Always a Bridesmaid (for Hire)

By nchcpl_admin,

“. . .being a bridesmaid was truly no different from being a warrior. The only difference is that bridesmaids go to battle in a periwinkle taffeta dress.”

Jen was one of the last of the single ladies among her 160 sorority sisters, friends, and family. She was never the bride but many, many times a bridesmaid.  And with all that experience and a philosophy of always being prepared, she was good at it.

It seems that being a bridesmaid can be pretty horrific. Jen describes one wedding where, two hours before the ceremony, she stumbled over a fellow bridesmaid in hysterics because her dress has been lost by the hotel.  In search of it, Jen ran into a hysterical mother-of-the-groom who had forgotten to hire the limousine. Still in search of the dress, she stumbled over a hysterical groom whose groomsmen were so hungover they couldn’t stand up.  Confronting the concierge about the dress, she found that the hotel had an available limousine.  While reviving the groomsmen she spotted periwinkle tulle protruding from under them.  And the bride never knew how close her wedding came to disaster.

Overwhelmed by invitations to be a bridesmaid from two friends on the same night, Jen had the thought that she could be a professional at this.

More on a whim than anything else, she placed an ad as a professional bridesmaid on Craig’s List. That was on a Friday, by Monday there was a news article shared by 15,672 readers. She received so many emails it shut down her account.  There were job offers, marriage proposals, and requests for jobs.  A business? Had she started a business?  Before the end of the week Jen had an offer from Good Morning America to film her first professional gig.

What does a professional bridesmaid do? She describes it as being human Xanax. Jen is there to help people: “I fall in love, just a little bit, with almost every person I meet.” After reading the book, search for Jen Glantz  on the web to see how she is doing now.

Review by Janet T., Reference Librarian

The Lie Tree

By nchcpl_admin,

“The boat moved with a nauseous, relentless rhythm, like someone chewing on a rotten tooth” (The Lie Tree, Page 1, Sentence 1).

“It was not enough. All knowledge -any knowledge- called to Faith, and there was a delicious, poisonous pleasure in stealing it unseen.” Faith has a thirst for science and secrets that the rigid confines of her class cannot suppress. And so it is that she discovers her disgraced father’s journals, filled with the scribbled notes and theories of a man driven close to madness. Tales of a strange tree which, when told a lie, will uncover a truth: the greater the lie, the greater the truth revealed to the liar. Faith’s search for the tree leads her into great danger- for where lies seduce, truths shatter…” (Goodreads synopsis)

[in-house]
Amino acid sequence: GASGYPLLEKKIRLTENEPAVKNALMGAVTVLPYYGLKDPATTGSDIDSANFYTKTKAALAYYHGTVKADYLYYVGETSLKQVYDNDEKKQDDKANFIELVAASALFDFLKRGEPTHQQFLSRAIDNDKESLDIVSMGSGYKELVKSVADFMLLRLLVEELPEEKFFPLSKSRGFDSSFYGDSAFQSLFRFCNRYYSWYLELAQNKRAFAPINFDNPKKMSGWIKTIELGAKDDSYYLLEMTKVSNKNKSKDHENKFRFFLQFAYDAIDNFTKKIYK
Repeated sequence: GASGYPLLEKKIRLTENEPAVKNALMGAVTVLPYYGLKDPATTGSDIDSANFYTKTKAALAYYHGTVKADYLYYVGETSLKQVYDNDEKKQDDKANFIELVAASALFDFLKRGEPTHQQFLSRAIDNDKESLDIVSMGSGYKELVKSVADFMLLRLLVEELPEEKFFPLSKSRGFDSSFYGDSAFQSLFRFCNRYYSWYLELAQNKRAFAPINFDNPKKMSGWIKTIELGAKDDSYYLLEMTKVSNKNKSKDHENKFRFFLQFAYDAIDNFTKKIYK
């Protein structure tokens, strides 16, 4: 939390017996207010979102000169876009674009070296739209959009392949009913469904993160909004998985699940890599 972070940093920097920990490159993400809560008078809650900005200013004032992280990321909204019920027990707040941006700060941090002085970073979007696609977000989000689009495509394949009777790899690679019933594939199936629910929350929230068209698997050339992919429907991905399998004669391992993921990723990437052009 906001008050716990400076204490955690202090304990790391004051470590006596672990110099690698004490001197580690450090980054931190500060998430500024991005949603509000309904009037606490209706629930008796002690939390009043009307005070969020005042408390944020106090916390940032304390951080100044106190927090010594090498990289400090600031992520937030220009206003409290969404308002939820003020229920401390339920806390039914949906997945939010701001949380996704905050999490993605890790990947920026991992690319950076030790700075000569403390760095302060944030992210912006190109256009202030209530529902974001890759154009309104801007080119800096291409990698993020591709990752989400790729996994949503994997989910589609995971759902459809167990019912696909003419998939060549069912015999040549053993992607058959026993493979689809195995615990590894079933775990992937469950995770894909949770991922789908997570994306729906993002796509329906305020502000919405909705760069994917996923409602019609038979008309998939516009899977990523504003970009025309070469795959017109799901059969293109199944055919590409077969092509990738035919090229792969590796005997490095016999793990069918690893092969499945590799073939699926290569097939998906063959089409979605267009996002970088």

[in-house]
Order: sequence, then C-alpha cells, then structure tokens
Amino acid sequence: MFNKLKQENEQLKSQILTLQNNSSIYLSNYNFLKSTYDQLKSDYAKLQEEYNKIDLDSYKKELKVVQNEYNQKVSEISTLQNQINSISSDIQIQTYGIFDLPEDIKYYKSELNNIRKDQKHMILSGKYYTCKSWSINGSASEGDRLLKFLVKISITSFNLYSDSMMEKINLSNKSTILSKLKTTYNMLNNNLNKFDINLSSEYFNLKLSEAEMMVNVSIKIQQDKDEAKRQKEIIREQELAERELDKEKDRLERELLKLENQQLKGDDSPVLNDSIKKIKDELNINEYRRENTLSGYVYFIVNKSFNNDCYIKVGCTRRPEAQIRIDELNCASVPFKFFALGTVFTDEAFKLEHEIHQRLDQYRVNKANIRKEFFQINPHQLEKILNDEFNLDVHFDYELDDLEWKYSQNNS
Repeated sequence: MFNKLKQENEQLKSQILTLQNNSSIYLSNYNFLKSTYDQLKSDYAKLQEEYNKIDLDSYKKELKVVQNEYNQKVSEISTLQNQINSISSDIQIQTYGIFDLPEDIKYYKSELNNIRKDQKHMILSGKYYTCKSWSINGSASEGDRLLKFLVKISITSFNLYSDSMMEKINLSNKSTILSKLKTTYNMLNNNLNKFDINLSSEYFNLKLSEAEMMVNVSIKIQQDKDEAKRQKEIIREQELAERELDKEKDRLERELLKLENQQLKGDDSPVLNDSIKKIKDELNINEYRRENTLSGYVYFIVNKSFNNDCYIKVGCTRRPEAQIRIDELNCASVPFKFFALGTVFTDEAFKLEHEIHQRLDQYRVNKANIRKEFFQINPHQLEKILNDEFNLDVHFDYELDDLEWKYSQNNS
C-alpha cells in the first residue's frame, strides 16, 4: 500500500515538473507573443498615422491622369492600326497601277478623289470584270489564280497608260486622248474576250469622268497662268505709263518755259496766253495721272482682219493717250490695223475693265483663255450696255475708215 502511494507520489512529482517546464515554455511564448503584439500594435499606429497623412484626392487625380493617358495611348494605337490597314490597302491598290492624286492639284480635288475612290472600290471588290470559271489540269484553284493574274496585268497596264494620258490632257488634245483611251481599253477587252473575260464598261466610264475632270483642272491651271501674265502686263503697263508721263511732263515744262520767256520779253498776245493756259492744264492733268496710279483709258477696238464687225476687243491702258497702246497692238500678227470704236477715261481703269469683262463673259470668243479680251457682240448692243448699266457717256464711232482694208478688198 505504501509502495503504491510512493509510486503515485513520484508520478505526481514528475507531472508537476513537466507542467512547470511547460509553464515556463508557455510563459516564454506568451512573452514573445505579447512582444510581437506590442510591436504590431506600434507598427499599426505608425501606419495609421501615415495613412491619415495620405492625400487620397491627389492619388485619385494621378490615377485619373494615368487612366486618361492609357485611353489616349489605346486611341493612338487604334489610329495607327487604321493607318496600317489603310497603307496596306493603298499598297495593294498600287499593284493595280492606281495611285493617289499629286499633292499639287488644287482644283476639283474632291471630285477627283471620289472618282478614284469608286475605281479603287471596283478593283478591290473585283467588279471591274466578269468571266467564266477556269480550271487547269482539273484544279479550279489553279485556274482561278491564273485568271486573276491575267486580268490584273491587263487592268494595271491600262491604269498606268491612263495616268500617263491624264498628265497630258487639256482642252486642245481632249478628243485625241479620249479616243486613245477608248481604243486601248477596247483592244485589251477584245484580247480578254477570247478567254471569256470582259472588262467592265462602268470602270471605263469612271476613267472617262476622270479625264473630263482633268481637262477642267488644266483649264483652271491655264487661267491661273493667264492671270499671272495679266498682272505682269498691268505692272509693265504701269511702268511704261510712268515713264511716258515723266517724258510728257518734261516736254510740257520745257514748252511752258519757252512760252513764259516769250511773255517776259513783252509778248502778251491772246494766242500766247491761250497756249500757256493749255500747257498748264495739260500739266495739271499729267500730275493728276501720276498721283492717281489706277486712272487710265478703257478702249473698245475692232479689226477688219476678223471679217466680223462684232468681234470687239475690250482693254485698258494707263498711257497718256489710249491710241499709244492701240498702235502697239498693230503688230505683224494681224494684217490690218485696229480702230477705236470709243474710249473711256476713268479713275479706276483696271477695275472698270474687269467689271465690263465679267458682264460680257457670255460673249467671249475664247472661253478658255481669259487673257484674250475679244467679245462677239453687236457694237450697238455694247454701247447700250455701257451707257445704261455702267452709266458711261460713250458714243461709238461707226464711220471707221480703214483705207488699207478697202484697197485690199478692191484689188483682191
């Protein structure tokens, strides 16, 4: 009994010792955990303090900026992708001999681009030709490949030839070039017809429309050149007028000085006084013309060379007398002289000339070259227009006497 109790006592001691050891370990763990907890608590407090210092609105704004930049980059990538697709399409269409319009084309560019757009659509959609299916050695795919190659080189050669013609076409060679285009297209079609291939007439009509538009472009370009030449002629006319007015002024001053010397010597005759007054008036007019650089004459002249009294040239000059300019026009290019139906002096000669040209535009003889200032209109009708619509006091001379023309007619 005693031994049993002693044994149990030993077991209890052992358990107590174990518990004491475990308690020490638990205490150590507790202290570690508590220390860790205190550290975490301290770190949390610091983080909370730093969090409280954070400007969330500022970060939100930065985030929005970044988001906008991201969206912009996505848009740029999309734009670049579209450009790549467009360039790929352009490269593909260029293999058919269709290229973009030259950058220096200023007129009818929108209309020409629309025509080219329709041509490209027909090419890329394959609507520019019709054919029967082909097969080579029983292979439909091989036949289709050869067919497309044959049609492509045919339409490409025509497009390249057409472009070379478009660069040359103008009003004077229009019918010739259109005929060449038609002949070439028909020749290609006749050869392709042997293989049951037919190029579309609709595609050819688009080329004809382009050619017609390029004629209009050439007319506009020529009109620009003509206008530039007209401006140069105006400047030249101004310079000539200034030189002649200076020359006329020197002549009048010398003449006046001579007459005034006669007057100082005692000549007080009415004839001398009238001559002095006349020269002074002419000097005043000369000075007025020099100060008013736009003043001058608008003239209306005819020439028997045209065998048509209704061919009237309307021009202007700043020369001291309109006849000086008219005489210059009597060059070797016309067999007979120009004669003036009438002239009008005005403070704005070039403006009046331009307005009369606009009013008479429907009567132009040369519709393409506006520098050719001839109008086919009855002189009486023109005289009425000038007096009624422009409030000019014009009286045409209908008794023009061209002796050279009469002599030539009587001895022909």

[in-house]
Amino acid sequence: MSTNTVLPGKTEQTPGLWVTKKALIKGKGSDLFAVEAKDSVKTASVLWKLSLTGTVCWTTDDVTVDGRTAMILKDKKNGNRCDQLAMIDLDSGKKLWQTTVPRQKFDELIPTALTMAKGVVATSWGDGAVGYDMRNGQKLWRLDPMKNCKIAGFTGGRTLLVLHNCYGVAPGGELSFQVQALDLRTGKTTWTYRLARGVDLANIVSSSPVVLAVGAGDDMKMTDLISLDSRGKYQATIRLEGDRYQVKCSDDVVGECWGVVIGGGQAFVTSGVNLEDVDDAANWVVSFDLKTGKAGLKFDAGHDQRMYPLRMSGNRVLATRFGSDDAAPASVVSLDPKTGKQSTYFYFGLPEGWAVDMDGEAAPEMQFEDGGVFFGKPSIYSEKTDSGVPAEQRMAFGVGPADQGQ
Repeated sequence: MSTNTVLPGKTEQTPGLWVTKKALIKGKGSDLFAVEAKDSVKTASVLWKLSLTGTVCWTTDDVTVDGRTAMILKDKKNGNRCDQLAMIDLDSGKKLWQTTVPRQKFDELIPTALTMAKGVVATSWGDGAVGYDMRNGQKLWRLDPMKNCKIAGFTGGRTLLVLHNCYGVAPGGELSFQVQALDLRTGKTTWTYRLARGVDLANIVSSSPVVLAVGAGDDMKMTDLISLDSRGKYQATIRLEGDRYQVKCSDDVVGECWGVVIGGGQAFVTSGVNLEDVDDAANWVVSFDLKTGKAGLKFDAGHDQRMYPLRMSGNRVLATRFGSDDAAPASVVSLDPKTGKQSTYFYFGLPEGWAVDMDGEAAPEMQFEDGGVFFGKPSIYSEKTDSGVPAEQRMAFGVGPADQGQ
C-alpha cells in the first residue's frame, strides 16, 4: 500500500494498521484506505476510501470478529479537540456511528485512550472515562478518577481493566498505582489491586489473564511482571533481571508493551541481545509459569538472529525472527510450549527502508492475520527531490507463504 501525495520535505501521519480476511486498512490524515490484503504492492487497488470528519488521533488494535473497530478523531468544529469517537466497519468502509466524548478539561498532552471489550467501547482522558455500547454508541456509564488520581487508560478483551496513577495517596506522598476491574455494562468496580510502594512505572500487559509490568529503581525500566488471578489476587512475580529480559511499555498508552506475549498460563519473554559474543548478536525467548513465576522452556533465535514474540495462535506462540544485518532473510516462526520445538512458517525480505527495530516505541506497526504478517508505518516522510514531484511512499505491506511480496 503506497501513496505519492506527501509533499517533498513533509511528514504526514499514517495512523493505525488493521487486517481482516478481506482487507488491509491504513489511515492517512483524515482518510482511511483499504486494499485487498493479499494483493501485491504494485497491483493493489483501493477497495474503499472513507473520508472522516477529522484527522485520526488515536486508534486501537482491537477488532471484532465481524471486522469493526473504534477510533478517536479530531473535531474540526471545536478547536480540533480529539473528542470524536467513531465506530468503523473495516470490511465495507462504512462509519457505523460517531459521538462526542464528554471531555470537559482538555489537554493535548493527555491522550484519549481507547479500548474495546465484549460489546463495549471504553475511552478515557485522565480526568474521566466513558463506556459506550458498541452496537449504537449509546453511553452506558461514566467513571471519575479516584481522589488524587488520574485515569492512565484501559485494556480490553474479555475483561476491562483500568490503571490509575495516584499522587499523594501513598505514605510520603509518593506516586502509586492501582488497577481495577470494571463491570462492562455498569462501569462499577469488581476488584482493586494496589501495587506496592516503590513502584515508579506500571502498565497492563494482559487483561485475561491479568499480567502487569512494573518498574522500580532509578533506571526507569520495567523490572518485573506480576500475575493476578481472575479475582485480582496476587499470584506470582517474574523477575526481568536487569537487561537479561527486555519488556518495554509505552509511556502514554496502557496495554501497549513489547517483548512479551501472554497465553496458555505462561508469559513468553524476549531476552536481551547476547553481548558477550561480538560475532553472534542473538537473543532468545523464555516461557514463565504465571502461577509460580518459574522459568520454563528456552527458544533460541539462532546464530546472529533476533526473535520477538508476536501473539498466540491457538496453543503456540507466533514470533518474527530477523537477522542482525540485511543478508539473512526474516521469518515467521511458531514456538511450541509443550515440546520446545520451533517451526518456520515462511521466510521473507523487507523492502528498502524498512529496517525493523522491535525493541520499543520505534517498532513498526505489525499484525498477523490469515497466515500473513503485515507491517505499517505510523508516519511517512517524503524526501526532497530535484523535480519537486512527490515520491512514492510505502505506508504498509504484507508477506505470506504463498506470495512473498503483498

Krystal’s Review:

The first sentence sets the tone for the entire book. This book is dark and ominous–a murder mystery where lies are the answer to the truth.

Faith Sunderly wants nothing more than to be a female scientist in a world that tells her that female skulls are too small for intellectualism. Faith, her little brother, her mother, her father, and her uncle all move to a small island off the coast of England to get away from a scandal. While on the island, Faith’s father dies with most of the island believing it to be a suicide–and Faith knowing that it wasn’t. At the root of the mystery is a tree that Faith helped her father hide on the night of his death. This tree is Faith’s means to find out who murdered her father.

Faith manages to manipulate an entire island with a few well-placed lies. These lies serve multiple purposes. One: they help feed the tree, two: they serve revenge on specific people who have slighted her family, and three: they help flush out the murderer. If being a scientist doesn’t work out for Faith, I definitely think she’s got a future as a spy. I never even guessed as to who the murderer was, but I love how Hardinge tied everything together at the end.

Read-a-likes include: The Night Gardener by Jonathan Auxier; The Dark Days Club by Alison Goodman; and The Cure for Dreaming by Cat Winters.

Let me know whether you like this book!


Storm Runners

By nchcpl_admin,

Matt Stromsoe is a cop whose family was killed by a car bomb meant for him, ordered by his high school best friend, turned drug kingpin. Two years after the brutal bombing, Stromsoe is dragged from his drunken stupor by an old friend with the lure of a job as a PI. His first assignment is as bodyguard for local TV weatherwoman, Frankie Hatfield. It seems Frankie may have discovered a connected plot to auction off control of the rain in Southern California, and concludes every weathercast, “Rain is life.”

A ingenious opening sets up a poignant backstory for our two main characters that quickly segues and builds into detailed and clever character portraits. Parker further introduces a wide cast of morally grey characters with whom we are invited to sympathize. His spare writing does an excellent job of showing how circumstances and poor choices can drive people to a life of crime. Finally, Parker presents an unflinching look at prison life, as well as one of the largest and most violent drug trafficking gangs in the United States.

Review by staff member David D.


TumbleBook Library

By nchcpl_admin,


Attention homeschoolers! Parents with reluctant readers! Parents with readers who are gobbling up books! Parents with kids who complain about being bored! Parents who want something to entertain (and educate) their kids in the car! Welcome to TumbleBook Library! Check out these features:

TumbleBook Library can be accessed through Online Resources on our website. When at home, all you will have to do after clicking TumbleBook Library is enter your library card number.

TumbleBook Library also has a MyCloud feature that allows you to create and customize playlists that you can access from any computer in the world.